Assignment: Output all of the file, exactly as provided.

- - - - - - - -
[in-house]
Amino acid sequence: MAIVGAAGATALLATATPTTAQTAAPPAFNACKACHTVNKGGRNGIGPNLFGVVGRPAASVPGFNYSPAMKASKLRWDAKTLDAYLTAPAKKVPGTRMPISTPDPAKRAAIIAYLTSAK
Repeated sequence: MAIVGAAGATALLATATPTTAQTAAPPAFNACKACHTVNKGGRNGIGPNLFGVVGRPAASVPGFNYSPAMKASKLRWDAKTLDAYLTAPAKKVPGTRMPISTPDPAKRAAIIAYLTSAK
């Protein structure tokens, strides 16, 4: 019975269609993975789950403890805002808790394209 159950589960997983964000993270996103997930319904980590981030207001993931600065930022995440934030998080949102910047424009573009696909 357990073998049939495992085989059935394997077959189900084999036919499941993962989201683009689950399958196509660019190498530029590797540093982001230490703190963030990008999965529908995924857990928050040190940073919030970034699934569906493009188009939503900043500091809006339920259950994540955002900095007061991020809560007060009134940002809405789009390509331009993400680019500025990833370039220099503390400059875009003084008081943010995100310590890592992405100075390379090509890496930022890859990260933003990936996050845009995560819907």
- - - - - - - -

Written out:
[in-house]
Amino acid sequence: MAIVGAAGATALLATATPTTAQTAAPPAFNACKACHTVNKGGRNGIGPNLFGVVGRPAASVPGFNYSPAMKASKLRWDAKTLDAYLTAPAKKVPGTRMPISTPDPAKRAAIIAYLTSAK
Repeated sequence: MAIVGAAGATALLATATPTTAQTAAPPAFNACKACHTVNKGGRNGIGPNLFGVVGRPAASVPGFNYSPAMKASKLRWDAKTLDAYLTAPAKKVPGTRMPISTPDPAKRAAIIAYLTSAK
């Protein structure tokens, strides 16, 4: 019975269609993975789950403890805002808790394209 159950589960997983964000993270996103997930319904980590981030207001993931600065930022995440934030998080949102910047424009573009696909 357990073998049939495992085989059935394997077959189900084999036919499941993962989201683009689950399958196509660019190498530029590797540093982001230490703190963030990008999965529908995924857990928050040190940073919030970034699934569906493009188009939503900043500091809006339920259950994540955002900095007061991020809560007060009134940002809405789009390509331009993400680019500025990833370039220099503390400059875009003084008081943010995100310590890592992405100075390379090509890496930022890859990260933003990936996050845009995560819907």